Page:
The law prohibits anyone from knowingly publishing or disseminating false information about a candidate with the intent to damage that candidate’s chances in the election. It enabled an ongoing investigation into the Stein commercial, which focused on untested rape kits from local law enforcement agencies.
O’Neill’s campaign cited the law in its September 2020 election council complaint against Stein’s campaign committee over the ad. That led to interviews by council investigators, while the State Bureau of Investigation later spoke with Stein, his campaign staff and a woman who appeared in the ad. Prosecutors called the law exaggerated and outdated, saying it fails to protect the core of political speech, thereby violating the First Amendment.
In its injunction, Eagles wrote that a temporary injunction was necessary because the plaintiffs and others could have been criminally charged for violating an overly broad statute of defamation before a hearing for a more lengthy injunction could be held.
Eagles told the legal parties to return as soon as possible on Aug. 4 to give reasons why the injunction should not be extended to a preliminary injunction.
Before the law’s constitutionality can be scrutinized, “the balance sheet favors a ban to protect the right of plaintiffs and other political candidates to freedom of expression,” she wrote Monday.
Outside attorneys representing the state council and the Wake DA — Stein’s office would otherwise defend the constitutionality of a state law — urged Eagles to reject the campaign’s request to block enforcement of the law. In court files, lawyers questioned why Stein’s campaign and the other plaintiffs had taken so long to challenge the law.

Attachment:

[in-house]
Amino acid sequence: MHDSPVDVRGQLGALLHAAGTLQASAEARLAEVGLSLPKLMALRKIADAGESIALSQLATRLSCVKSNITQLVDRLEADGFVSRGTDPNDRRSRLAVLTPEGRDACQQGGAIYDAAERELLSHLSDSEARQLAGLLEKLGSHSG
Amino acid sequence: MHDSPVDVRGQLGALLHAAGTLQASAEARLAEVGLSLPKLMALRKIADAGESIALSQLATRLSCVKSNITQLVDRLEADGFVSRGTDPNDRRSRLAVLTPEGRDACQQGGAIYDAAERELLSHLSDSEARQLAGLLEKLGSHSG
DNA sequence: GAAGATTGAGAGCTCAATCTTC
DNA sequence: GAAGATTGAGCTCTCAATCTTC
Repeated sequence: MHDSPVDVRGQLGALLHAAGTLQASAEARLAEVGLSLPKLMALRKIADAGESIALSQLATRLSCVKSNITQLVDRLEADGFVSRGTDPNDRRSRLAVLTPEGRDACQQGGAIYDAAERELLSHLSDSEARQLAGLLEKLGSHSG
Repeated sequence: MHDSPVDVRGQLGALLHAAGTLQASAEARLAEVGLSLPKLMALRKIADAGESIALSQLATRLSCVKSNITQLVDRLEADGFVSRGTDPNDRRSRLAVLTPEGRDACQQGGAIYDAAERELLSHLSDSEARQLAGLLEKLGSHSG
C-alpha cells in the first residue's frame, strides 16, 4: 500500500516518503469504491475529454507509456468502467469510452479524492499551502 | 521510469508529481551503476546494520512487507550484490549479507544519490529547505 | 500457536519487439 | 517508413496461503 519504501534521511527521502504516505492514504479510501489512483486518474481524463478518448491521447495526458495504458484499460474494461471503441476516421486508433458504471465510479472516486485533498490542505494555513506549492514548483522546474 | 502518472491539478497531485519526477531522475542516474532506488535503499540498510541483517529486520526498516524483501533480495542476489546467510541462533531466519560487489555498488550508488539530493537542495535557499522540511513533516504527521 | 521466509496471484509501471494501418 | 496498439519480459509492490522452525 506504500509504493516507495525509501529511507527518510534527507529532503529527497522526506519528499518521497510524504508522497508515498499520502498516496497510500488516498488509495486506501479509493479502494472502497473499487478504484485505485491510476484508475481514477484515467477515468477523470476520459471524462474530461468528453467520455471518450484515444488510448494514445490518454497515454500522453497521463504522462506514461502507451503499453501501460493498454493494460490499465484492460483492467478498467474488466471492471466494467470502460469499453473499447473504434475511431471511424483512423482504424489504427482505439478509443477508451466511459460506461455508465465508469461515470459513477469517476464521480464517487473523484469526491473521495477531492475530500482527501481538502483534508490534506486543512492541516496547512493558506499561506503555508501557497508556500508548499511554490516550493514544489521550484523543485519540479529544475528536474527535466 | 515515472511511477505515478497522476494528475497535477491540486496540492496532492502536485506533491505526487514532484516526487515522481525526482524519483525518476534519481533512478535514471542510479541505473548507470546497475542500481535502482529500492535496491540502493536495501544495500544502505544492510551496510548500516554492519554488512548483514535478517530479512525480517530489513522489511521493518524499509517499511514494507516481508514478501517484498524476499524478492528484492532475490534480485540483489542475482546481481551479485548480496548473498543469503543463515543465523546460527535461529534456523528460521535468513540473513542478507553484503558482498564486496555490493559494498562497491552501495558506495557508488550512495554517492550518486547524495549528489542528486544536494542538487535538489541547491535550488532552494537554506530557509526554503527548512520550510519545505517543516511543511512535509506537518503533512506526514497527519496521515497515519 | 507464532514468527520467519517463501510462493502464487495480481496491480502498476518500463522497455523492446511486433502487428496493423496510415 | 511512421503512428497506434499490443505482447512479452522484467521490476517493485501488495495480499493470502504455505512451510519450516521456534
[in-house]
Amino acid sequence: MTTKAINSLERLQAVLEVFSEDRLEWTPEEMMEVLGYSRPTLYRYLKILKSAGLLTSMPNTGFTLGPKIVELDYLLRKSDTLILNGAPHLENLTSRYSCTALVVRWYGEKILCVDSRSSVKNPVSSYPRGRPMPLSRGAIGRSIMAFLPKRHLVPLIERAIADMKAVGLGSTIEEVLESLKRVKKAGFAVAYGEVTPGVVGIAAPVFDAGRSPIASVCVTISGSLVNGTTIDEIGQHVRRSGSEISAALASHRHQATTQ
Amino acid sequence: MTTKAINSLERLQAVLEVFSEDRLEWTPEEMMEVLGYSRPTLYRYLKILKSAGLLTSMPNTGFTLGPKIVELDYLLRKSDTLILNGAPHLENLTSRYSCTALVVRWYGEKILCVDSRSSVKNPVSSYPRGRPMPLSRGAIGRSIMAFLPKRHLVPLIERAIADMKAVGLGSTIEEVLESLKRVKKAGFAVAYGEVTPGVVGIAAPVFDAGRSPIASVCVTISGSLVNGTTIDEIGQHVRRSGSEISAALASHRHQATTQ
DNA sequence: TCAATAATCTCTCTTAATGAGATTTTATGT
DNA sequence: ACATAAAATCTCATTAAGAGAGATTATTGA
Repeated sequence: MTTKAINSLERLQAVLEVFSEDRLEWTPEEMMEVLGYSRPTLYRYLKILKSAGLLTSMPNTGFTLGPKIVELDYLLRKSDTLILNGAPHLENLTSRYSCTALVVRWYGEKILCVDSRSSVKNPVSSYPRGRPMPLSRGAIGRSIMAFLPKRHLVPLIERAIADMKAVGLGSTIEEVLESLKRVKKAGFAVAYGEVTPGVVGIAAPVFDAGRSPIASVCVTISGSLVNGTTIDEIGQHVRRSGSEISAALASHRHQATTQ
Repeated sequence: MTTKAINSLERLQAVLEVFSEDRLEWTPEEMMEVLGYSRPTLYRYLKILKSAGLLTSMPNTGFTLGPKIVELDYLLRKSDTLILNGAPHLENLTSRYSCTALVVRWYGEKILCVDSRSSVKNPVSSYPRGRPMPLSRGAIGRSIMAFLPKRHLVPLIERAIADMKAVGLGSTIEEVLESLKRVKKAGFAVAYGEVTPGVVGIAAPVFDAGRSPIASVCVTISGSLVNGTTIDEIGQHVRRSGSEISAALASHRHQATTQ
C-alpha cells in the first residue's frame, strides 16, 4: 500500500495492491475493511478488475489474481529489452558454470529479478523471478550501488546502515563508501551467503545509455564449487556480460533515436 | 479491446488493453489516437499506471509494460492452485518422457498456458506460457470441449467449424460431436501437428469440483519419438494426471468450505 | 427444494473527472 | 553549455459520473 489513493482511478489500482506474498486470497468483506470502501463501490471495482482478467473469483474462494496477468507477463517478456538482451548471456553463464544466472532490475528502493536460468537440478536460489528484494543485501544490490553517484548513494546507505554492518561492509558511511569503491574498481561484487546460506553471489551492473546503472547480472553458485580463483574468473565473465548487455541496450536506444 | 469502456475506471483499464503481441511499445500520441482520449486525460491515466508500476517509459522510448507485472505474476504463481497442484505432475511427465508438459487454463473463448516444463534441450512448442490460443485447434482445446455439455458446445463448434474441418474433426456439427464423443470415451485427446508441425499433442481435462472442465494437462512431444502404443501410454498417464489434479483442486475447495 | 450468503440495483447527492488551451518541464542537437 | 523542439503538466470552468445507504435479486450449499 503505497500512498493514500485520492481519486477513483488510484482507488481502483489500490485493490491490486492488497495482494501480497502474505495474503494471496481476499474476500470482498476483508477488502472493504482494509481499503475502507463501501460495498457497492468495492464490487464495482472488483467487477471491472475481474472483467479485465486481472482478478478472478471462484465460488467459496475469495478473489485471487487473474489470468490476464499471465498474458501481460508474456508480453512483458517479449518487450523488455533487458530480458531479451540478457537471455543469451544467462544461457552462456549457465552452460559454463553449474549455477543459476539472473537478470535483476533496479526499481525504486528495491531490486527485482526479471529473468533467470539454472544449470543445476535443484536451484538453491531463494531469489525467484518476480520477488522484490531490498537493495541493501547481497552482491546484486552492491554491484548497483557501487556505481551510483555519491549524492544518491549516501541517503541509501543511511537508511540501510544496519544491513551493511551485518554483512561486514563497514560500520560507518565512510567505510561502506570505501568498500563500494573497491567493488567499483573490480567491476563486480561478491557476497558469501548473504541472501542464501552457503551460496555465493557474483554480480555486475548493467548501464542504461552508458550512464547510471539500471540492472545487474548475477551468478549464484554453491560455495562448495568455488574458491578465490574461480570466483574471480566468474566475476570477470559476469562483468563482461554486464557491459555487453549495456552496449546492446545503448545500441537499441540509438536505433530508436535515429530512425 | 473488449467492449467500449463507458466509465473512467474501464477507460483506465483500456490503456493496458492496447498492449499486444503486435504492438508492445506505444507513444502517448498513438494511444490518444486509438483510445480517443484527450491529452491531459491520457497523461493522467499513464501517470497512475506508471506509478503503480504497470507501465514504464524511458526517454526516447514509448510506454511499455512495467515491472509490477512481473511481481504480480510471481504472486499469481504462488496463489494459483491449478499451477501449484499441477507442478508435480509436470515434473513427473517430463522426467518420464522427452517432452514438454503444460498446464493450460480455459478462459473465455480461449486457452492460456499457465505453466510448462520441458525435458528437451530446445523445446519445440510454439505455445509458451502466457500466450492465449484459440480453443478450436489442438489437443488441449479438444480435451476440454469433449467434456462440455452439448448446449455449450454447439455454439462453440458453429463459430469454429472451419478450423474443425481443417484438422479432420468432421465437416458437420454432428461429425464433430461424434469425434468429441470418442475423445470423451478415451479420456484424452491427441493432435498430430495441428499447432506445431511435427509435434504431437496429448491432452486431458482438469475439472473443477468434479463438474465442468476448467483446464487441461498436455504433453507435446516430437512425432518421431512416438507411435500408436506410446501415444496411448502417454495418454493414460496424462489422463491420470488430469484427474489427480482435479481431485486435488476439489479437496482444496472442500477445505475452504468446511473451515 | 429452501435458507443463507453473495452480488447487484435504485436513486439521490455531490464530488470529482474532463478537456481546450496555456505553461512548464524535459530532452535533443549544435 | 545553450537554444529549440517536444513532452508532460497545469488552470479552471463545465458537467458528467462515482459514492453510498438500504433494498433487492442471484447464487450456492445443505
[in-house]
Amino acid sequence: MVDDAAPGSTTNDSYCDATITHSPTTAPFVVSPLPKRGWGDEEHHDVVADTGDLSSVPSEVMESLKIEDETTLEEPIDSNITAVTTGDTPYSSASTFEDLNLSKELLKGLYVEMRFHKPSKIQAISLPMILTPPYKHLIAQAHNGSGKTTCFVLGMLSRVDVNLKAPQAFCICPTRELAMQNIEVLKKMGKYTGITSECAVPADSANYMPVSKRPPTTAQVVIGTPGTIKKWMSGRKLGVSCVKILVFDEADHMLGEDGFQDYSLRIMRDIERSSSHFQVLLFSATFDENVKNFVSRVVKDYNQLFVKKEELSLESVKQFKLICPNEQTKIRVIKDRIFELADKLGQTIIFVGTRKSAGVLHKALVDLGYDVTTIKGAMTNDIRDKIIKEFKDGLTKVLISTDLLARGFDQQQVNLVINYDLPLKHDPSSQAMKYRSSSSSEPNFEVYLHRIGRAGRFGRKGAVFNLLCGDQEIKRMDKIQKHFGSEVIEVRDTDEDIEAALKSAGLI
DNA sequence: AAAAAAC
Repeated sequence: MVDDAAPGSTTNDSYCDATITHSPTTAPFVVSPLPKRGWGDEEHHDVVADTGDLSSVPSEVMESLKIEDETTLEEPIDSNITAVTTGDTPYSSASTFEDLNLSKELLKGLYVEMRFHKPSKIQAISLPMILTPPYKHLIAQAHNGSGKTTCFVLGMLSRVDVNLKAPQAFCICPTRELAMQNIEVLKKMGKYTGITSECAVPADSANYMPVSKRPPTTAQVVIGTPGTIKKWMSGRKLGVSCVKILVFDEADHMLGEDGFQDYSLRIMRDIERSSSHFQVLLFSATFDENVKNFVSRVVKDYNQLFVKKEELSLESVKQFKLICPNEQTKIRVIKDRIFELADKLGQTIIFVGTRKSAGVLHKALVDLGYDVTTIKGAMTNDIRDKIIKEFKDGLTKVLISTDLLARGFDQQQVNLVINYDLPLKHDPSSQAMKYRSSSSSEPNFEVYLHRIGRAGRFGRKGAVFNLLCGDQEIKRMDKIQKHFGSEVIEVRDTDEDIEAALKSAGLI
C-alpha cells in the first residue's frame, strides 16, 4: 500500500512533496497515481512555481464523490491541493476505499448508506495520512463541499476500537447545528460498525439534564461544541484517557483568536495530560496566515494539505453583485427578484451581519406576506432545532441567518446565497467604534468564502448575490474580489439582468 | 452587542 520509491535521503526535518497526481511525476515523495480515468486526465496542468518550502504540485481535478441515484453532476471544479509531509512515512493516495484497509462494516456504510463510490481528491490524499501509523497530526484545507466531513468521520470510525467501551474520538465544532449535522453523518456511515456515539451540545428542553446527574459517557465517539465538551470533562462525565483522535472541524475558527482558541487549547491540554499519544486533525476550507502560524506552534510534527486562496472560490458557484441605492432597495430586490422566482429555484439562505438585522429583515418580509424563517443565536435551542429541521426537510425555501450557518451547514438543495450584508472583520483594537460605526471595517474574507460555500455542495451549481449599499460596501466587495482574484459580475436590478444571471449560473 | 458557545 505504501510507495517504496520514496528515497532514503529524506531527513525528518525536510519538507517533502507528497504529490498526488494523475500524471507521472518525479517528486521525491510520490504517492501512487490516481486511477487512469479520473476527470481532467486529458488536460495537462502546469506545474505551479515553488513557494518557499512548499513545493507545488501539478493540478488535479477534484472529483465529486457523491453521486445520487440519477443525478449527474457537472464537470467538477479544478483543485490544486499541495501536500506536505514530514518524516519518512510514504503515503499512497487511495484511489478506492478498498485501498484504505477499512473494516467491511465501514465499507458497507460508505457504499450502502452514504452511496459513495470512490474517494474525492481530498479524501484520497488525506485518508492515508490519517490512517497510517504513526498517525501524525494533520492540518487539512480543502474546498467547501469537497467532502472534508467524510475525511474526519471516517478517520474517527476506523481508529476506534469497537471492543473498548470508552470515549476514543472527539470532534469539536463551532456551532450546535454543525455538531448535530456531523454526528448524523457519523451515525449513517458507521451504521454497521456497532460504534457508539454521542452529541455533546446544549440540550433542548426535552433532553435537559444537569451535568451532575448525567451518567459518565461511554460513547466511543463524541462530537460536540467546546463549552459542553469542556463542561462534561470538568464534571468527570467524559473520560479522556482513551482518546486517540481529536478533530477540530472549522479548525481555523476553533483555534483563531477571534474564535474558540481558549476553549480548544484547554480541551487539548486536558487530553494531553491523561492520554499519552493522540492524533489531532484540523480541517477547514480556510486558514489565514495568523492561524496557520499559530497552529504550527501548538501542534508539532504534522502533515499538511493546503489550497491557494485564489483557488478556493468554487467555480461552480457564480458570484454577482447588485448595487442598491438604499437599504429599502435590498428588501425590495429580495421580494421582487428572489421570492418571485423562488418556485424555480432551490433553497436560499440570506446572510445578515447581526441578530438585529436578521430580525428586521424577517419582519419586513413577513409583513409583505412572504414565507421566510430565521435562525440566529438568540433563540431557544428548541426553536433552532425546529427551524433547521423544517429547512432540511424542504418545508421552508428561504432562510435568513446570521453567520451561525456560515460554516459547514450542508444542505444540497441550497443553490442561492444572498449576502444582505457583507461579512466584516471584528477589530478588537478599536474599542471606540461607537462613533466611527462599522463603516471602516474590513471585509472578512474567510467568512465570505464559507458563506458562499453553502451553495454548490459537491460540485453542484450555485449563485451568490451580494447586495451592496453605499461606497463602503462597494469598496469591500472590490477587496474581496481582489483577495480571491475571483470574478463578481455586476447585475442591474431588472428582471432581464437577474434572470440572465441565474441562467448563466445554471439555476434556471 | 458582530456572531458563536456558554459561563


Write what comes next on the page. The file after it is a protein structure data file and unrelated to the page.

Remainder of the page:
Now the “plaintiffs are seeking to interfere with the work of a state jury regarding possible state criminal law violations caused by a political advertisement that took place in 2020, nearly two years ago,” wrote Joe Zeszotarski, who represents Freeman. While Eagles did not issue a blanket ban on the law’s enforcement, dating back to at least 1931, Stein’s campaign attorney said it could find no legal records that it was ever enforced before.
Stein’s campaign, the consultancy that produced the ad and the woman in the ad wrote that they have now filed the lawsuit because “enforcement action” by the Wake DA office “seems imminent.” It was not worked out. The statute of limitations for the offense – punishable by up to 60 days in prison with fines – is two years. Any charges in the case would be a political blow to Stein, the state’s top law enforcement officer and a possible 2024 governor.
In a written statement, Stein’s campaign said it was pleased with Monday’s ruling and “we look forward to quickly resolving this matter once and for all.”
Freeman has withdrawn herself from the investigation – citing a close working relationship with both Stein and O’Neill – leaving her to assistant DA to lead the case. Freeman and a majority of Electoral Council members are Democrats.
The ad in question featured a woman claiming that O’Neill “left 1,500 rape kits on a shelf” in Forsyth County. O’Neill said at the time that the ad was fake because police stations, not prosecutors, are responsible for testing the kits.
O’Neill said in an email statement late Monday that Stein has gone to court “to avoid potential criminal charges” and “so politicians like him can routinely lie to the public without repercussions or punishment.”
The lawsuit called the ad a “corrective political ad,” intended to refute false accusations by O’Neill that Stein had failed to act on more than 15,000 untested rape kits during his time as attorney general.